Education can be costly for borrowers - WALB.com, South Georgia News, Weather, Sports

Education can be costly for borrowers

June 15, 2006 

Albany-- Many college graduates leave school with much more than a degree.  Often they have a mountain of debt. The National Center for Education found that 2 out of 3 undergraduates will go into serious debt because of student loans.  

College sophomore Jaketa Hardnett has big dreams of teaching tomorrow's leaders. "I love children," says Hardnett. It's a dream of teaching that's costing her a pretty penny so far. "$10,000 right now," says Hardnett.

It's a growing school debt and Hardnett only found one way to pursue her passion for education. "The only way I'm paying for school is student loans," says Hardnett. And she's not alone.  Some college students have to pay for everything from dormitories to expensive books.  In Georgia, 65 percent of students graduate owing the government close to $19,000.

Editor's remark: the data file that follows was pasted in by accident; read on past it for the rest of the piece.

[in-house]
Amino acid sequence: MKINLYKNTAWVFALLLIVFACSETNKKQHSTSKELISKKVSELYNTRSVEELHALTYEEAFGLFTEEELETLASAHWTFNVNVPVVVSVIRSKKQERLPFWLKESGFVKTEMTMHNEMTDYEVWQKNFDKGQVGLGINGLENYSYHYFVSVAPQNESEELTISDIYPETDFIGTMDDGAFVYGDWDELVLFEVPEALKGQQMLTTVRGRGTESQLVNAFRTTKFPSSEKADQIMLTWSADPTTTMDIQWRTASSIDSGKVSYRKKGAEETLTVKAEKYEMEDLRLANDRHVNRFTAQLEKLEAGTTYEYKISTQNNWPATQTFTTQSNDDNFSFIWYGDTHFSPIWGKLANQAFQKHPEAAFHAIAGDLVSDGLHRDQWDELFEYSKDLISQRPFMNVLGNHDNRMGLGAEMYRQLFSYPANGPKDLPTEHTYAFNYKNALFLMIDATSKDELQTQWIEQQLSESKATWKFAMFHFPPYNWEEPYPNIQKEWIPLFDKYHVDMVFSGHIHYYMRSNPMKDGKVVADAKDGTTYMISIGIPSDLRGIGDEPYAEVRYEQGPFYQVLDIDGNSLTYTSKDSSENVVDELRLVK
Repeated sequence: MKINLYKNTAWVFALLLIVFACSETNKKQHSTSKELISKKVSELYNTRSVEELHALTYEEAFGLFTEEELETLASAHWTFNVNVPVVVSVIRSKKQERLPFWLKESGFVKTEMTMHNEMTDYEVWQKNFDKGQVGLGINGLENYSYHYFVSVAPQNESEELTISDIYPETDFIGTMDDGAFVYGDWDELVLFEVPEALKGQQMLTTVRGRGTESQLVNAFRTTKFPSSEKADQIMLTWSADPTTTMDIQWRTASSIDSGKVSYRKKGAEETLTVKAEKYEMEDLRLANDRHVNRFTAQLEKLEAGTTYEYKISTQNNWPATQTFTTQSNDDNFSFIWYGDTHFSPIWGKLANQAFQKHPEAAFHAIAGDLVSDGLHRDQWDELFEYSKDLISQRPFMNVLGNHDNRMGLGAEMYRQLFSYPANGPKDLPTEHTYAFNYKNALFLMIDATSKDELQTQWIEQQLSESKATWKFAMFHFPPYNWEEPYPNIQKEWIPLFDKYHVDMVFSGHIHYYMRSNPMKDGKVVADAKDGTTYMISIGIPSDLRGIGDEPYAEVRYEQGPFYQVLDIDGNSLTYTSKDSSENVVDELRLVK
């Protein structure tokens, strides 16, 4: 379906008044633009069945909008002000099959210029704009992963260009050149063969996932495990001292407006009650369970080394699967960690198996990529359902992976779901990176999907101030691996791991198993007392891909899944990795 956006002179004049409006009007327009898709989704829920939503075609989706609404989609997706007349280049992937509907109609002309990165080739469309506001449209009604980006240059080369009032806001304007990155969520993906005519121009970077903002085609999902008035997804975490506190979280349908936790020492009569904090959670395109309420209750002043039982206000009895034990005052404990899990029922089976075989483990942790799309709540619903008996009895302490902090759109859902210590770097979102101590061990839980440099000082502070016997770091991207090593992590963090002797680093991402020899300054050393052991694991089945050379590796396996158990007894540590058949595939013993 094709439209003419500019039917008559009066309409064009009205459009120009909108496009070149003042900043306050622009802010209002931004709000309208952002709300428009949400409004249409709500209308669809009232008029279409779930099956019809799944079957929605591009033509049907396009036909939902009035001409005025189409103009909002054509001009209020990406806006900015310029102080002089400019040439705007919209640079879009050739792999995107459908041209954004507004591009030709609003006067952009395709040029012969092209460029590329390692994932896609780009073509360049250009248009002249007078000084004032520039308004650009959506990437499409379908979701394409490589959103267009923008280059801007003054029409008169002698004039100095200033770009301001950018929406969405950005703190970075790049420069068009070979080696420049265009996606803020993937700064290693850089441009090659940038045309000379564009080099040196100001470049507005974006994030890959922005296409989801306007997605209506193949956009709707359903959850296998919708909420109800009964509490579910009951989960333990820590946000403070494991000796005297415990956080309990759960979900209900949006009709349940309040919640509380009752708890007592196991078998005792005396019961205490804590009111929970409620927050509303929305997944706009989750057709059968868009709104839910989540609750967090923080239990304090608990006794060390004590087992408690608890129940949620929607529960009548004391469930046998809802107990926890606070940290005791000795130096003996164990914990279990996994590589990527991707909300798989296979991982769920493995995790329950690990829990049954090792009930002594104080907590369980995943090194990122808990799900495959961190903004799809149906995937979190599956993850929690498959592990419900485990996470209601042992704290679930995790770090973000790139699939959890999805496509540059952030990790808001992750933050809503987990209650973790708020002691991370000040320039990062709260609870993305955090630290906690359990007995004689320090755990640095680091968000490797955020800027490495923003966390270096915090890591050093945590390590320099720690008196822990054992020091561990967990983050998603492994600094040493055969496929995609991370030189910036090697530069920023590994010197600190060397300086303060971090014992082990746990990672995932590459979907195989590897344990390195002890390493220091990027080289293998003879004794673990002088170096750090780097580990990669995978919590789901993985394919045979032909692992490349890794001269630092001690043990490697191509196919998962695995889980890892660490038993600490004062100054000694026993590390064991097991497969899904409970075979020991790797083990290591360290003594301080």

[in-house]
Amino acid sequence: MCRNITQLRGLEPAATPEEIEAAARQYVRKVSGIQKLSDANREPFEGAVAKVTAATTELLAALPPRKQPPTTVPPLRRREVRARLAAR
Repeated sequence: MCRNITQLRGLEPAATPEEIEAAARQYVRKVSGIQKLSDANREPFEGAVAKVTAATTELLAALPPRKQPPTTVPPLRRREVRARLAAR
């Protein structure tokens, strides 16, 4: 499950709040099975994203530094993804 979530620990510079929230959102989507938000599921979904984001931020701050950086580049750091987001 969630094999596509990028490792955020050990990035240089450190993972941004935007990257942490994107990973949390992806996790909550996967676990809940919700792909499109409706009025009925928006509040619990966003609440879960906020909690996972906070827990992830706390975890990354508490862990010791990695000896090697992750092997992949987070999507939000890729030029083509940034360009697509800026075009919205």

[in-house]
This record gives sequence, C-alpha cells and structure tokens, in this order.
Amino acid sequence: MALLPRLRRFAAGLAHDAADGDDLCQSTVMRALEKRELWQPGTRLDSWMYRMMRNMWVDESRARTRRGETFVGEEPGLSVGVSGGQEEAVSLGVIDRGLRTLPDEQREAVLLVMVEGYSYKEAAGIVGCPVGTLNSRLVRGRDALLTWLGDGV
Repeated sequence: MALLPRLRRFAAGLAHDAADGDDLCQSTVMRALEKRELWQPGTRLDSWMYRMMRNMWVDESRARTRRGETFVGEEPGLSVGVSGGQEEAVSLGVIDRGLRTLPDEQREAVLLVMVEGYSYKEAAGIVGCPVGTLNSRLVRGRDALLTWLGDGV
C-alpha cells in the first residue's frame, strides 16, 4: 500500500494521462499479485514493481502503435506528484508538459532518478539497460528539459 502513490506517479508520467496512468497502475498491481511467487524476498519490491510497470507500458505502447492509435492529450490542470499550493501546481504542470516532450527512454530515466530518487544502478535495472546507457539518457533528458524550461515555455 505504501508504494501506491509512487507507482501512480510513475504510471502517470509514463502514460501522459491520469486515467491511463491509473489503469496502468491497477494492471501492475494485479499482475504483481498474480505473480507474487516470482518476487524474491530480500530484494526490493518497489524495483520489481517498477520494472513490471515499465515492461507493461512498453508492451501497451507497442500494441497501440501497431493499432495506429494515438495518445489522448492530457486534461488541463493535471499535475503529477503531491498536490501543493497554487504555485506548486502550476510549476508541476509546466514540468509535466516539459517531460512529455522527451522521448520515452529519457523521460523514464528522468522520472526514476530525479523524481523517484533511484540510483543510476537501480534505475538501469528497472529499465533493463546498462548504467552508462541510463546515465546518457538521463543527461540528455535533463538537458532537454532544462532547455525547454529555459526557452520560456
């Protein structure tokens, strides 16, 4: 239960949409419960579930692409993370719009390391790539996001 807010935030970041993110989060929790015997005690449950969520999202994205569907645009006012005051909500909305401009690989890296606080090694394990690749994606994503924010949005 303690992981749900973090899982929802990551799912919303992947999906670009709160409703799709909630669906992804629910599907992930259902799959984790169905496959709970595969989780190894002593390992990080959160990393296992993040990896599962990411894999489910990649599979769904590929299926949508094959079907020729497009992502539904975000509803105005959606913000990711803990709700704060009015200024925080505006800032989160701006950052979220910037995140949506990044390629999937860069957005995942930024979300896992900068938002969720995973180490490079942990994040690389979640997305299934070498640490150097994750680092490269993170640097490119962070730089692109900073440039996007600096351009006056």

"College is a very expensive endeavor as we all know these days," says AG Edwards Financial Consultant Victor Sullivan. In July, that education will be even more costly.  Interest rates on Stafford Loans will jump from 5.3 to more than 7 percent.  Financial Consultant Victor Sullivan says it can already take college grads several years to pay off school loans.

"We work with a lot of people that are professionals now that are several years out of college and are still paying back loans from college. It is not unusual," says Sullivan.

But there are ways to make sure they still have a profitable future.  Sullivan says borrowers should make sure loan payments are made on time and even though it may be a squeeze, use any extra money to invest.  Even if it's as little as $25 a month.

"It's just monthly investing. When you go to work for a company, they have some kind of retirement plan like a 401k or simple plan or some sort of an IRA," says Sullivan. 

This future teacher is banking on a successful career in education but she isn't thrilled about the costly loans it will take to get there. "That's awful. I'll be paying them off for awhile," says Hardnett.

But she says the money is worth it for her dream and it's a lesson she shares with millions each year.

PLUS Loan interest rates will also rise on July 1st. Those are loans parents can get for students. They'll jump from 6.1-percent to nearly 8-percent. Financial planners suggest looking at the possibility of locking in a lower rate with loan consolidations. Parents can also begin saving early with special education accounts for their kids.

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